Rehabilitation of Uranium mines

Background

A variety of remotely sensed data have been acquired by SSD. Examples include: Compact Airborne Spectrographic Imager (CASI) (Nabarlek, Rum Jungle), DeBeers Hyperspectral Mapper (Ranger, Nabarlek and Rum Jungle) and temporal Quickbird data (Nabarlek). In addition, airborne gamma ray data has been acquired at varying line spacings (Nabarlek, upper South Alligator River valley, Sleisbeck). The overall aim is to assess the suitability of these data for minesite assessment, both for operational and rehabilitated mine surfaces.

Current research projects

Assess a variety of spatial, spectral and temporal scaled remotely sensed data for rehabilitation assessment

The remotely sensed data that has been acquired to date are being assessed for their cost/benefit and suitability of spectral, spatial and temporal characteristics on a site-by-site basis. Once existing data have been analysed, this project will use an analysed ground-based spectral library database

  • to make recommendations on suitable remotely-sensed data for minesite rehabilitation assessment
  • to acquire simultaneously a variety of spatial, spectral and costed datasets, as seen suitable by the ground-based database
  • to analyse and quantitatively compare such data and perform a cost-benefit analysis.

Project leader: Dr Kirrilly Pfitzner.

Development of a spectral library for minesite rehabilitation assessment

SSD aims to understand the spectral response of vegetation species which are important for mine site rehabilitation assessment, including introduced weeds and natives, in order to make recommendations on the most appropriate monitoring method. To achieve this, approximately monthly reflectance measurements of key species were sampled to establish a time series. The project aims are addressed by the following research questions: What are the fortnightly spectral responses of ground cover vegetative species? Can ground-cover vegetative species be distinguished using ground-based reflectance spectra, and if so, what spectral resolution is required? At what phenological stage is maximum separability detected and is there a phenological stage when species are confounding? What are the implications for hyperspectral imaging through-out the year? Data analysis is underway and the hypothesis is that with a well designed approach to collecting field spectral measurements and metadata, extraneous factors can be accounted for, accurate processing of spectra can be performed and the first database of Top End spectra relevant to the mine environment can be developed.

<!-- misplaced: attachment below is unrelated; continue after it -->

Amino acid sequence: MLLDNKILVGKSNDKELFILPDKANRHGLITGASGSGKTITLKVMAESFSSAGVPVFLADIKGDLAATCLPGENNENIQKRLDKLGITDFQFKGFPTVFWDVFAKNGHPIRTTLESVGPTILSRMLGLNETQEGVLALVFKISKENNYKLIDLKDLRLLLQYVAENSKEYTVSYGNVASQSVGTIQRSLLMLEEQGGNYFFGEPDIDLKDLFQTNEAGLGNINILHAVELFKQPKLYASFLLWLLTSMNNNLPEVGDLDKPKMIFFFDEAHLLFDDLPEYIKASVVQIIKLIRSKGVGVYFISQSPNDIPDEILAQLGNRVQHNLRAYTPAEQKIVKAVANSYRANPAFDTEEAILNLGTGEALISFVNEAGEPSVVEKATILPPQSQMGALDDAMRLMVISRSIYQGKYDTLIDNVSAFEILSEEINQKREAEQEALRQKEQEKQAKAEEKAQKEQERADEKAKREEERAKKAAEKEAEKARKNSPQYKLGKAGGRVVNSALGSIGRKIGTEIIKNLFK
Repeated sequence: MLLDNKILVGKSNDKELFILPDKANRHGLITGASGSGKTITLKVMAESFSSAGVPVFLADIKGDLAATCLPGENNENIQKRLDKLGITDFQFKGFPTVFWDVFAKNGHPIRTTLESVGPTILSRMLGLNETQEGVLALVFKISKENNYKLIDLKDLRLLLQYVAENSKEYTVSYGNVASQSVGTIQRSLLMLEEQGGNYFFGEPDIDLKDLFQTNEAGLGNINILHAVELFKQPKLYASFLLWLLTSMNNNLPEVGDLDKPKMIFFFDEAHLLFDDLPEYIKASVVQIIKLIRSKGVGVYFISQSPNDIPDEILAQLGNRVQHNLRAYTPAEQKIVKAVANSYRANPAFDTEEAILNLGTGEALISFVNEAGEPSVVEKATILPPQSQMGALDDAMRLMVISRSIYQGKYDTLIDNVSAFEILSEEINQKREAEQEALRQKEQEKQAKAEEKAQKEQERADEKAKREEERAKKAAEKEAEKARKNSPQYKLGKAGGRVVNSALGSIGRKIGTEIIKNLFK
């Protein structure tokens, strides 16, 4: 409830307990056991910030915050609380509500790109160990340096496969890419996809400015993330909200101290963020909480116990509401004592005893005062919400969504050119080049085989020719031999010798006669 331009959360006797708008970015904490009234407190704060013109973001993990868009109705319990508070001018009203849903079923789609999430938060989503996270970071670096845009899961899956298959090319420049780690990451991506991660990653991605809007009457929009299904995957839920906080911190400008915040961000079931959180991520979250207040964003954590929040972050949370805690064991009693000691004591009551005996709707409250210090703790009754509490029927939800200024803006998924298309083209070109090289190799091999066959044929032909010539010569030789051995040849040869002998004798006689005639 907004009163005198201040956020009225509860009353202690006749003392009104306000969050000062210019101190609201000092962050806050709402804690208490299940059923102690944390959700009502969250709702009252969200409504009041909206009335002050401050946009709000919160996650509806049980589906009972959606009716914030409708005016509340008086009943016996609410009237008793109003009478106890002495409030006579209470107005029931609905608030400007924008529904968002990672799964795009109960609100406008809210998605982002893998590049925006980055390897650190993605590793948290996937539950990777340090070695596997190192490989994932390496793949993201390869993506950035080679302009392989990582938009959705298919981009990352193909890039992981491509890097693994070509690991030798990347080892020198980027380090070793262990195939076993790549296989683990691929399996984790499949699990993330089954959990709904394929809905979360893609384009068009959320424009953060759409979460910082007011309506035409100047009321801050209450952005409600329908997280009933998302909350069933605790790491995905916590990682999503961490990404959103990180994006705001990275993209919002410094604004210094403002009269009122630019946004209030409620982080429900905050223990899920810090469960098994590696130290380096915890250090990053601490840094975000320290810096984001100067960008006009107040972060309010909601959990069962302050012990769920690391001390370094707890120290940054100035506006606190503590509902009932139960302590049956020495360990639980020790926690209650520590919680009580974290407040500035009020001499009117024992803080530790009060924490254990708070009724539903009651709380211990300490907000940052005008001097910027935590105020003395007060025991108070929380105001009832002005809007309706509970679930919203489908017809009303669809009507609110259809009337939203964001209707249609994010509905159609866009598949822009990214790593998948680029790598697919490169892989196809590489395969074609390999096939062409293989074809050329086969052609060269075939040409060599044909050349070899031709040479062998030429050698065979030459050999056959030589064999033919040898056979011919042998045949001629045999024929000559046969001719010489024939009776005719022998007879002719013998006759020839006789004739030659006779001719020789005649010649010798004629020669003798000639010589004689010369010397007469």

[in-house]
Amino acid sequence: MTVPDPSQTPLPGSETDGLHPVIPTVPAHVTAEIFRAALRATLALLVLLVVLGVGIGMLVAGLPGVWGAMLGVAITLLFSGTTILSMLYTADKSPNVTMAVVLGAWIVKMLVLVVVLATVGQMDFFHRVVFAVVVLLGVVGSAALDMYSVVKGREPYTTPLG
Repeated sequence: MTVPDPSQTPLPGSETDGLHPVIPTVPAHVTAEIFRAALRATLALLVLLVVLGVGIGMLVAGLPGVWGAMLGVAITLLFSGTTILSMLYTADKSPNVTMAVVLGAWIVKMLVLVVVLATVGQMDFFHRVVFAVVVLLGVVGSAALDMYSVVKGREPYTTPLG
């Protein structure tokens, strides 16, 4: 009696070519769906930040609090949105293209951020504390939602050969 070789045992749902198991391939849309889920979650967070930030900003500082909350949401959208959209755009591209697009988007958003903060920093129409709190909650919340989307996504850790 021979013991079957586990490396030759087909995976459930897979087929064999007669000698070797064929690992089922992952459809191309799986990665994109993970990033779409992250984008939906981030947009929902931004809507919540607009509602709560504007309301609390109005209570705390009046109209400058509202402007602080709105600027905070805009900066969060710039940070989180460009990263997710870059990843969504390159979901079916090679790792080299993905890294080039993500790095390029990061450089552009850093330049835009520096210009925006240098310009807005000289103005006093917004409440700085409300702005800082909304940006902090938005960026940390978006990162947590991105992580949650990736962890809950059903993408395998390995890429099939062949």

Project leader: Dr Kirrilly Pfitzner.

Some relevant publications

Pfitzner K., and Clifton, R. (2006) Integration of Airborne CASI and Gamma Ray data for mine site characterisation. Journal of Spatial Sciences, 51 (2) (December 2006).

Pfitzner K., Bollhöfer A., and Carr, G. (2006) A standard design for collecting vegetation reference spectra: Implementation and Implications for Data Sharing. Journal of Spatial Sciences, 51 (2) (December 2006).

Pfitzner K (2005) Mining and Exploration: Radiation Assessment, Position June/July 2005, 54-47.